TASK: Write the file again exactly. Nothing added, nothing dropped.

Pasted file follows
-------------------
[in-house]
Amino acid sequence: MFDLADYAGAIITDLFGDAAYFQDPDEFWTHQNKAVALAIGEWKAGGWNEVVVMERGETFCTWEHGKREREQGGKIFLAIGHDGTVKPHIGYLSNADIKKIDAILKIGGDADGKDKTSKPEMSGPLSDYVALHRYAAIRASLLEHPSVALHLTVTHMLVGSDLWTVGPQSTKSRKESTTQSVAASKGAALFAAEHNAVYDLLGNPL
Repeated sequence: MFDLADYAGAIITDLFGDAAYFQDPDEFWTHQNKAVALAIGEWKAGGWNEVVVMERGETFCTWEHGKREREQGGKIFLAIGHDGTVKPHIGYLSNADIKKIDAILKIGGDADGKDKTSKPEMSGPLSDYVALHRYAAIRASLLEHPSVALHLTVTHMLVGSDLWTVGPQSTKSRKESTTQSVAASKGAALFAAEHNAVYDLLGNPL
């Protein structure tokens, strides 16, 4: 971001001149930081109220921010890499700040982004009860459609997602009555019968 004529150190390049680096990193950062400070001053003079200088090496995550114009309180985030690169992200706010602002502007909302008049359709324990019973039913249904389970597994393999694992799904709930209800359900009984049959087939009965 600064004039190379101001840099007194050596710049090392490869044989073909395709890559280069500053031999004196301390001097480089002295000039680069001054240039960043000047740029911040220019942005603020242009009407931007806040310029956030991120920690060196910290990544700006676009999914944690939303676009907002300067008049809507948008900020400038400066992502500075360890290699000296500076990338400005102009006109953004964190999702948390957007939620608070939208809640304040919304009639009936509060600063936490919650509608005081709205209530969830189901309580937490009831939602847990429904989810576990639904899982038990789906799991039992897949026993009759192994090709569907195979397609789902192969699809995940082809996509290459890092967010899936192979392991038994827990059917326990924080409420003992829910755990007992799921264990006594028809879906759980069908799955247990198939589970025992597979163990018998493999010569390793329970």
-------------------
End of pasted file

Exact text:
[in-house]
Amino acid sequence: MFDLADYAGAIITDLFGDAAYFQDPDEFWTHQNKAVALAIGEWKAGGWNEVVVMERGETFCTWEHGKREREQGGKIFLAIGHDGTVKPHIGYLSNADIKKIDAILKIGGDADGKDKTSKPEMSGPLSDYVALHRYAAIRASLLEHPSVALHLTVTHMLVGSDLWTVGPQSTKSRKESTTQSVAASKGAALFAAEHNAVYDLLGNPL
Repeated sequence: MFDLADYAGAIITDLFGDAAYFQDPDEFWTHQNKAVALAIGEWKAGGWNEVVVMERGETFCTWEHGKREREQGGKIFLAIGHDGTVKPHIGYLSNADIKKIDAILKIGGDADGKDKTSKPEMSGPLSDYVALHRYAAIRASLLEHPSVALHLTVTHMLVGSDLWTVGPQSTKSRKESTTQSVAASKGAALFAAEHNAVYDLLGNPL
């Protein structure tokens, strides 16, 4: 971001001149930081109220921010890499700040982004009860459609997602009555019968 004529150190390049680096990193950062400070001053003079200088090496995550114009309180985030690169992200706010602002502007909302008049359709324990019973039913249904389970597994393999694992799904709930209800359900009984049959087939009965 600064004039190379101001840099007194050596710049090392490869044989073909395709890559280069500053031999004196301390001097480089002295000039680069001054240039960043000047740029911040220019942005603020242009009407931007806040310029956030991120920690060196910290990544700006676009999914944690939303676009907002300067008049809507948008900020400038400066992502500075360890290699000296500076990338400005102009006109953004964190999702948390957007939620608070939208809640304040919304009639009936509060600063936490919650509608005081709205209530969830189901309580937490009831939602847990429904989810576990639904899982038990789906799991039992897949026993009759192994090709569907195979397609789902192969699809995940082809996509290459890092967010899936192979392991038994827990059917326990924080409420003992829910755990007992799921264990006594028809879906759980069908799955247990198939589970025992597979163990018998493999010569390793329970």